Cancer in Two Voices, by Sandra Butler and Barbara Rosenblum. Spinsters Book Company, 1991. $12.95. (Also 16mm/video from Women Make Movies, New York.) A moving journal of illness, written by Rosenblum and her partner.

Exploding Into Life, by Eugene Richards and Dorothy Lynch. Aperture, 1986. A compelling and unsparing journal in photographs and words by a metastatic breast cancer patient and her partner. Out of print, but available in libraries.

Grace and Grit: Spirituality and Healing in the Life and Death of Treya Killam Wilber, by Ken Wilber. Boston: Shambala Publications, 1993. This book interweaves the physical and spiritual journeys of a woman with metastatic breast cancer, using her own journals and the words of her husband.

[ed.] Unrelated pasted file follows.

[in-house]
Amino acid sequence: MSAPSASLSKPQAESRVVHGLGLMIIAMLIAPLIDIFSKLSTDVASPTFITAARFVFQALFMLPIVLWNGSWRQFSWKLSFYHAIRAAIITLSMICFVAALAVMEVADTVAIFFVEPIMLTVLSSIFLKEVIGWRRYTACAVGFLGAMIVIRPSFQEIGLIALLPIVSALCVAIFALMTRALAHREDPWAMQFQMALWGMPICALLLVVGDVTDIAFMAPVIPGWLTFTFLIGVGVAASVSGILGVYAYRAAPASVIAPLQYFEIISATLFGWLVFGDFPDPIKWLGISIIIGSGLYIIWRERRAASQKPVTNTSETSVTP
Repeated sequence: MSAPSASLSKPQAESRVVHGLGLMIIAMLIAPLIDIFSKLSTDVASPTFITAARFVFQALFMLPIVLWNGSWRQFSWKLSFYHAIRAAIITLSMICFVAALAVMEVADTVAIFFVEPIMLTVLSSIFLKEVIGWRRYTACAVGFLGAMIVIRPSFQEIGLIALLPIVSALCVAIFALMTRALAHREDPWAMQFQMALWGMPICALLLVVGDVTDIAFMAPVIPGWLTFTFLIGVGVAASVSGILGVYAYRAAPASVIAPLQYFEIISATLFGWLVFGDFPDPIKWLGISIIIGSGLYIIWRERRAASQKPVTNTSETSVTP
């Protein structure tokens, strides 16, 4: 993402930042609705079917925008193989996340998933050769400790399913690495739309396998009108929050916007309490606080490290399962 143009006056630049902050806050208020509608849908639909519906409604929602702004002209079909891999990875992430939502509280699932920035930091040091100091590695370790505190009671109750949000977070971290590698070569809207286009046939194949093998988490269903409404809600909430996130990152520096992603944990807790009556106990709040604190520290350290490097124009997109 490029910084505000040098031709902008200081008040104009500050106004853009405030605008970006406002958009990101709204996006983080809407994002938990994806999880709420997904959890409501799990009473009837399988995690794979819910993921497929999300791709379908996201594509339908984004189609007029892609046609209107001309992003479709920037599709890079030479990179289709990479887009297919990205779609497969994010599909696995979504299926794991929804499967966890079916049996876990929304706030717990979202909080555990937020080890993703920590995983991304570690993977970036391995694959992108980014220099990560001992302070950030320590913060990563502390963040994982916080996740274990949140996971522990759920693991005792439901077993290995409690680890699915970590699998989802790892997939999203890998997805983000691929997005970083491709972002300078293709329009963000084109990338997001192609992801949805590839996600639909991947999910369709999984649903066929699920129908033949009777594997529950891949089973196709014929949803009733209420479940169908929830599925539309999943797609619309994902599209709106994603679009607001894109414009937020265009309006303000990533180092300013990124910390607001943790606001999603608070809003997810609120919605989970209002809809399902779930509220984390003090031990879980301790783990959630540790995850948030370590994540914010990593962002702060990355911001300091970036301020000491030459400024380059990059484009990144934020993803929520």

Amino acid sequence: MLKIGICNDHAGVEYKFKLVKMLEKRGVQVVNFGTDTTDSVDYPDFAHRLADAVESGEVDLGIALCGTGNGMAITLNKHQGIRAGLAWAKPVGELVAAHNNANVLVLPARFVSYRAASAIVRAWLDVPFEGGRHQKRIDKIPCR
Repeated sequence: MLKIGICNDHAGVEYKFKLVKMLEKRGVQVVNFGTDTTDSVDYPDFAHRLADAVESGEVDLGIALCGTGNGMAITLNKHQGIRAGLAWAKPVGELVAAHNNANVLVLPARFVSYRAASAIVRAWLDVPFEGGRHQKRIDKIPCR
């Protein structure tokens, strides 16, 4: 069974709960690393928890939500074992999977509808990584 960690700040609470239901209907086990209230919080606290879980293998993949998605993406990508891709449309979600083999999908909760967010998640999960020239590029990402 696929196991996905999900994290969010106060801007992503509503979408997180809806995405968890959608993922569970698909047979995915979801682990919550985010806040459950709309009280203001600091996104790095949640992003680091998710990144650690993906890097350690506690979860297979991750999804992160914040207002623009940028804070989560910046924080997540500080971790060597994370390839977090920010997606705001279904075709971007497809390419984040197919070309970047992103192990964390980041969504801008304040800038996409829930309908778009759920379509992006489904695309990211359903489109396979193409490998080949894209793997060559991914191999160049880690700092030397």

Life Lines and Life Wish, by Jill Ireland. Jove Publications, 1988. The actress' two memoirs provide affecting portraits of celebrity in the shadow of cancer.

Of Tears and Triumphs: One Family's Courageous Fight Against Cancer, by Georgia Photopulos and Bud Photopulos. Contemporary Books, 1991. An account of how a political figure and his wife dealt with her metastatic breast cancer. Out of print, but available in libraries.

Seeing the Crab: A Memoir of Dying, by Christina Middlebrook. Basic Books, 1996. A vivid and honest account by a Jungian analyst of her experience with high-dose chemotherapy and metastatic disease.

• • • • • •

Becky and The Worry Cup: A Children's Book About a Parent's Cancer, by Wendy Schlessel-Harpham. HarperPerennial Library, 1997.

How to Help Children Through a Parent's Serious Illness, by Kathleen McCue. St. Martin's Press, 1994.